I'm try it with 5,000 char's next (same as above, but with more chars in the aux1[] array). Then I'll ensure it's accurate if it looks promising, which I believe it will.

If you have more idea's on optimizing this, by all means post up, and give it a try.

Ya know, using some magic pixie dust on the program, would be a whole lot easier! ;)

This may not be accurate yet, but it will work.


My IDE (editor) went bonkers on me when I tried to use 5,000 chars - I mean it refuses to print the 1's and 0's that I have pasted into the array!

Trick or Treat!

So the next try is to put in the N highest primes, directly into the prime numbers array. Hopefully, the IDE editor will handle separate numbers better than it handles long strings of digits as chars.


The numbers are working out OK, so far. CSE, your program looks a lot different, but you'll still recognize it -- I'm giving it it's own drivers license. ;)

I'm trying two idea's:
1) having a big[] array with the top prime numbers, and
2) having a tiny[] array with the smallest prime numbers.

Together, they decrease the time needed to produce all the primes for the arr[] array of all the primes. Not by much, but it all helps, and adds up, of course.

After adding this stuff, I'm putting it back together again.

I'll post again when I have something for ya. ;)


yep a good idea..that i was taking about to make a segment of array to be displayed.
16.5 sec is reduced to 13.4 sec.


what is 1956 ? why this number is chosen for the size of aux1[].?
didn't understand...:-/


I wanted to get about 2K char's, and that's what I wound up with. ;)

Right now I'm trying an approach using numbers, instead of sieve char's. Both are able to speed up the program in tests so far. The numbers are easier to work with, and check for accuracy with the program, but the char's allow more items to be used, since they're smaller.

I'll be touching up the numbers version today. Late today or tomorrow, I'll post it up so you can try it. I had to remove a lot of the numbers unfortunately, because the program was too big (over 10KB).

After that, I'm going to work again on the sieve data char's, and see what can be done to improve that version, some more. My C editor does NOT like a lot of char's though - not sure why. Maybe I'm pasting in too many chars at one time? Don't know. PITA though when it corrupts the program so the file can't be saved or compiled, either one. <mad!>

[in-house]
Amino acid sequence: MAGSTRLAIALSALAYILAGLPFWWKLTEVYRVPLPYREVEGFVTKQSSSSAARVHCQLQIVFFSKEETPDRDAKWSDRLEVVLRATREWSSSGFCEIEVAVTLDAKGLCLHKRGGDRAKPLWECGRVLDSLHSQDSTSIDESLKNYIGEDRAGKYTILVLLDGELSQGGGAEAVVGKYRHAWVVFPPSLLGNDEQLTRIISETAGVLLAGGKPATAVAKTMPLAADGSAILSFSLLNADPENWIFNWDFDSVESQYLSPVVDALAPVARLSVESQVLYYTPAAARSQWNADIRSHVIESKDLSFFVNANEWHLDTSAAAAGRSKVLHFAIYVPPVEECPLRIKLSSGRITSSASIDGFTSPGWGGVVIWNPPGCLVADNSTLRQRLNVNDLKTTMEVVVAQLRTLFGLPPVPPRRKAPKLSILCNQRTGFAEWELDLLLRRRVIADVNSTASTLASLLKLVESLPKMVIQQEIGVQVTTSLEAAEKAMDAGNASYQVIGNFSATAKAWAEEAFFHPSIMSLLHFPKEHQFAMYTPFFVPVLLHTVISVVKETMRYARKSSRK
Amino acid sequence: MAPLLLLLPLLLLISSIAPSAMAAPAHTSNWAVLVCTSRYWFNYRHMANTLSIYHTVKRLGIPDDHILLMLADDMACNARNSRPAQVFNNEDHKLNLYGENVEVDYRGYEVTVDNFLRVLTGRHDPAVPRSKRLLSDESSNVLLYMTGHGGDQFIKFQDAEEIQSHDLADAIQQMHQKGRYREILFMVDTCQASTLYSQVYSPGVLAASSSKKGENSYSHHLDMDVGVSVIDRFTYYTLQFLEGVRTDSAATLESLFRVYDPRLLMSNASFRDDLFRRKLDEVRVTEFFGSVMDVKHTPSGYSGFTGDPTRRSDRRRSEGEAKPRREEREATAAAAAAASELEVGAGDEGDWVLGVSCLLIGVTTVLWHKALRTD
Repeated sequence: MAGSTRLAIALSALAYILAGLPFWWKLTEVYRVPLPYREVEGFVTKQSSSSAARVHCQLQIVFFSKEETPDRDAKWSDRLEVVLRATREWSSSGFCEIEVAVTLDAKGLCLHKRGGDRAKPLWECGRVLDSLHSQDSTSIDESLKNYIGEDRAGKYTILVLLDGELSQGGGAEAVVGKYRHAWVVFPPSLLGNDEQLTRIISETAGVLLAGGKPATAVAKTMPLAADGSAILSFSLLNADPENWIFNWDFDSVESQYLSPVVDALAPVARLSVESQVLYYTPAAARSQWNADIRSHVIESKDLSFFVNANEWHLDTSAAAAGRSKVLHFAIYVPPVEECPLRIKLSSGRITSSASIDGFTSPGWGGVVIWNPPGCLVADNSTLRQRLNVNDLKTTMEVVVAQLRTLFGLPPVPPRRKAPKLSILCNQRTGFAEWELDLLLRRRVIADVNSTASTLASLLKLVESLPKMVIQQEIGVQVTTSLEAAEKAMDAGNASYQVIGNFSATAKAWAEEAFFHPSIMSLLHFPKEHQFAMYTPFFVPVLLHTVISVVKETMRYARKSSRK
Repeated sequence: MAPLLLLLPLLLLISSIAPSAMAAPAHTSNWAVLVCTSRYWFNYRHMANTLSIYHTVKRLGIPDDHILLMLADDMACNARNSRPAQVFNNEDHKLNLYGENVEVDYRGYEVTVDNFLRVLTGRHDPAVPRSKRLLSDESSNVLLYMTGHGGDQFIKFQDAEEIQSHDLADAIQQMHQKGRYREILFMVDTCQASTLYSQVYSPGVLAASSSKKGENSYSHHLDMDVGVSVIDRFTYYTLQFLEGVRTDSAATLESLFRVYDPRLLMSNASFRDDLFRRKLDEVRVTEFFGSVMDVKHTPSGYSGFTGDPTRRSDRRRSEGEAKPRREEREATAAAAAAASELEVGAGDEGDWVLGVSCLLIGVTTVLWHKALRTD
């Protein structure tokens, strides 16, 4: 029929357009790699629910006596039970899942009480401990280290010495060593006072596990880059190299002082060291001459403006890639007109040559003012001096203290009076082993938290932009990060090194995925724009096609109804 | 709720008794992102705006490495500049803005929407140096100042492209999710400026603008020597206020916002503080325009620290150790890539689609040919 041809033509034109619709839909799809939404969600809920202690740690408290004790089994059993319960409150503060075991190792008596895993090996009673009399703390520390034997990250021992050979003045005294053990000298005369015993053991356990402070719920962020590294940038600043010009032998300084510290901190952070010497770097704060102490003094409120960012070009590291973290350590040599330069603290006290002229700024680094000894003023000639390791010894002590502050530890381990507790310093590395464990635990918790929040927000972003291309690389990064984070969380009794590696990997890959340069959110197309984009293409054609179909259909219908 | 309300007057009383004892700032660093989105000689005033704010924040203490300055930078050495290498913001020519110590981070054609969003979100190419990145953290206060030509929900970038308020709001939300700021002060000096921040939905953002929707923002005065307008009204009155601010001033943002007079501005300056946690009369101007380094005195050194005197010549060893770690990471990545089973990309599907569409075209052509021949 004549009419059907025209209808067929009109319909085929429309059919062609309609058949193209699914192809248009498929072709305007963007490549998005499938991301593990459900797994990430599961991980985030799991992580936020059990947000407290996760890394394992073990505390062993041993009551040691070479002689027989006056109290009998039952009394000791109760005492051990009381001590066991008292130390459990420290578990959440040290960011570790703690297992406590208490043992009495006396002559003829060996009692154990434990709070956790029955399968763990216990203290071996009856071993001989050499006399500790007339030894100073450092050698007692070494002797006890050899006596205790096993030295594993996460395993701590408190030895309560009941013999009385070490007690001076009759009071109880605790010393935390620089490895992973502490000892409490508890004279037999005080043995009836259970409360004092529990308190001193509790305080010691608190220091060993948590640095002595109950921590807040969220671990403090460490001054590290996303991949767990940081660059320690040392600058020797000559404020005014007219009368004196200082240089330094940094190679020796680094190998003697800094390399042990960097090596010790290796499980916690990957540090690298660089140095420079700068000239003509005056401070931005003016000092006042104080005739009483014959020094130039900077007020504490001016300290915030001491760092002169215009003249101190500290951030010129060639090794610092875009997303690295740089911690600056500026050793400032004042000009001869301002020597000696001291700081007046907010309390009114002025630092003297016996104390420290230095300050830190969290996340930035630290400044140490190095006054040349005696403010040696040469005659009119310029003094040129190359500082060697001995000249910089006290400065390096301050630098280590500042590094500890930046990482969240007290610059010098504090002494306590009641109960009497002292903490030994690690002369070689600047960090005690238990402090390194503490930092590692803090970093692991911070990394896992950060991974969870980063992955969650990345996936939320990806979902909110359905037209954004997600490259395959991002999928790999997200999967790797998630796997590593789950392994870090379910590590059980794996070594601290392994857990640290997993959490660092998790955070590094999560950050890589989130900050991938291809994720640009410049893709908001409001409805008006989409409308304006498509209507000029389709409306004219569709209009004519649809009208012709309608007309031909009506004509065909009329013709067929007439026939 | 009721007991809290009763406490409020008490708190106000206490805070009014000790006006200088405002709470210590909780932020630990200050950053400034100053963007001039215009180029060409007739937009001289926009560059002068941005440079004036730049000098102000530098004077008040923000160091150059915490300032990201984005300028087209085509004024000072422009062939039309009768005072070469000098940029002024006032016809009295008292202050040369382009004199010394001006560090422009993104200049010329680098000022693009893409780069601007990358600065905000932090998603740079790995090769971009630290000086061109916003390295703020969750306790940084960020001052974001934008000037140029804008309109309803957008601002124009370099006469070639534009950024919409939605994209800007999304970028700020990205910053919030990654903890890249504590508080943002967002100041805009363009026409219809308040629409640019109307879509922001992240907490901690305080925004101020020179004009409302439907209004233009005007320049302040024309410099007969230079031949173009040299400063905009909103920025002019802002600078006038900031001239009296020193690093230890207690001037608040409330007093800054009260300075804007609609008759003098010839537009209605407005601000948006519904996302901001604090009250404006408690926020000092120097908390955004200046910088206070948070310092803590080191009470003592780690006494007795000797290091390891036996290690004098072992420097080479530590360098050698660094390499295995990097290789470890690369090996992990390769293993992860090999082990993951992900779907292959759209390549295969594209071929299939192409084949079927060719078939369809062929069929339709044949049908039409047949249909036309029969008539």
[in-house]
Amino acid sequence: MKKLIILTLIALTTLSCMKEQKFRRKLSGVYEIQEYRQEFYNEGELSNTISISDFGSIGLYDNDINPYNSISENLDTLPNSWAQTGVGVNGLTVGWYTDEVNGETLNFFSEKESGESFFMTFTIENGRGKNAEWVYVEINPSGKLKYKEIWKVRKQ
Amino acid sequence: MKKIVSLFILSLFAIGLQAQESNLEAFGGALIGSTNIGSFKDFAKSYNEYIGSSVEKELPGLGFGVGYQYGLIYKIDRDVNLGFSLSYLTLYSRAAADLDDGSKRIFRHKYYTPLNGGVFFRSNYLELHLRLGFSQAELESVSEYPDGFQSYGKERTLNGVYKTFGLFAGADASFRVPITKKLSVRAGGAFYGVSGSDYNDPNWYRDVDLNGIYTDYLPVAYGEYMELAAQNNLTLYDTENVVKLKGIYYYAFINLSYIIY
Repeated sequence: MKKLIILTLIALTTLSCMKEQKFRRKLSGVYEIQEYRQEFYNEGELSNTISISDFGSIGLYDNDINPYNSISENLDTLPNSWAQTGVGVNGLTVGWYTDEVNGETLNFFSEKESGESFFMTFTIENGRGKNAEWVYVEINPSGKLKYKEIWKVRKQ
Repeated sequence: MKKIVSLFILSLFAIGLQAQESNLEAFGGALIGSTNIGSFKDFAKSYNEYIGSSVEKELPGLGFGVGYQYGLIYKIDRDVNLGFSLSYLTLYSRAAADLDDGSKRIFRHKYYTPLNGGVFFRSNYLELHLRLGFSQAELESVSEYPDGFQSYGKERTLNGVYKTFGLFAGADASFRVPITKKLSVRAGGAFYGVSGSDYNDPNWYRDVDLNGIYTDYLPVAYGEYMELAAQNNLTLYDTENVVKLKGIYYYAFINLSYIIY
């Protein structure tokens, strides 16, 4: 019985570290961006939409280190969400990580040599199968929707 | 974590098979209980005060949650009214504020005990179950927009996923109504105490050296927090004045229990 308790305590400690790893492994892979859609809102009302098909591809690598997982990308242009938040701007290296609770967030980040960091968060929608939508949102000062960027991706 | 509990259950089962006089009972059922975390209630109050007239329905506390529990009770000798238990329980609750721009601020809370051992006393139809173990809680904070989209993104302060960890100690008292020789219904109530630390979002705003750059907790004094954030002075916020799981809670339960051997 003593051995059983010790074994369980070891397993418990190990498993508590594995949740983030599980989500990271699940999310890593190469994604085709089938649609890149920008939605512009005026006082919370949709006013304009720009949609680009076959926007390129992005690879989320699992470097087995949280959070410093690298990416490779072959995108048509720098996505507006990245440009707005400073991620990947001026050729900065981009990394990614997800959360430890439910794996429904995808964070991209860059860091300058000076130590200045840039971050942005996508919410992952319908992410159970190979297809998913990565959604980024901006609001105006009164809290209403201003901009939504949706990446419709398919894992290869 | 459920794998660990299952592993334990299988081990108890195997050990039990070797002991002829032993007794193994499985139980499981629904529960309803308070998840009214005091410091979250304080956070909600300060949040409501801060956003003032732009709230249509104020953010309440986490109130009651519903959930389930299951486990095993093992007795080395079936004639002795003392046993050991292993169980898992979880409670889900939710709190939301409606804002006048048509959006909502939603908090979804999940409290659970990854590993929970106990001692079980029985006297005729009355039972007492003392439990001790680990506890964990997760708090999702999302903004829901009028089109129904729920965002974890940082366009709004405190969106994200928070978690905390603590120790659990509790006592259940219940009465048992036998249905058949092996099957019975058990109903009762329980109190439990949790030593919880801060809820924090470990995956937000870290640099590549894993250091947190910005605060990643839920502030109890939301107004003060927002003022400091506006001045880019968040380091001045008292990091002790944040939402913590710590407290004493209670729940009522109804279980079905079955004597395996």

If you are looking for a new hobby that takes a lot of time, I can recommend trying to optimize programs that are already fast. ;)


I haven't check this for accuracy, but CSE, Smeagel and Diwakar, give this version a try, and compare it with the version just above here, using char's. Which is better, and by how much?

I know I can get a bit more optimizing done to the char version. This number version, is about as optimized as I know how, right now. For the size limit, it just will fit in at under 10KB (with a bit of unsightly stuffing).

I wouldn't bother submitting it because I don't believe it's accurate yet, but that is the easy part, I've found.

Do you submit executable programs, or source code and they compile it, for the tests?

Let me know how it does.

#define Size 86028122
#define BigQty 1011
unsigned int arr[5000001];
int main() {double start,end; unsigned int big[BigQty]={ 
86028121 }; start=clock(); unsigned int i,j,small=Size-BigQty; char *sieve = calloc(small,1);  

for (i=2; i*i <= small; i++) 
   {if (!sieve[i]) 
      {for(j = i+i; j < Size; j+=i) { sieve[j] = 1; }}}


for (i=0,j=0; i<small; i++) 
   {if (!sieve[i])  

   arr[small++] = big[i]; 

for(i=2475000;i<2525000;i++) { //centered around mid range 2,500,00
printf("%d\n",arr[i]);} end=clock(); printf("\n\n%f\n",(end-start)/CLOCKS_PER_SEC); return 0;}

@Adak :- What time is giving this program in your system. You have applied your brain, but doesn't seems to affect much. Showing 15.6s.

I have told I tried this approach with 5000000 prime numbers but after output redirection to file that file doesn't open showing not responding.

Its very strange to me the program which takes 13.5s to compile in windows takes 3.4s in in linux, is linux doesn't run much processes as compared to windows .?:-/

Edited by cse.avinash: n/a


It runs in just under five seconds on my system. The char version above does about the same, but I can optimize it still more.

If you want to save data to a file, add an end of file char to the stream at the end: ctrl+z on Windows and DOS, and ctrl+d on Linux (not sure for linux though). fclose(filePointerName), should do that for you, on your system.

Linux has a lot of processes, but the question is, how much cpu time are they taking (how active are they)? Some versions of Linux are pretty active - others are very responsive.

Just for an idea for you, the time on my system, breaks down to:

0.95 seconds to get all the prime numbers found, and loaded
3.82 seconds to print the 50,000 primes in the mid range of the contest (2,475,000 to 2,525,000).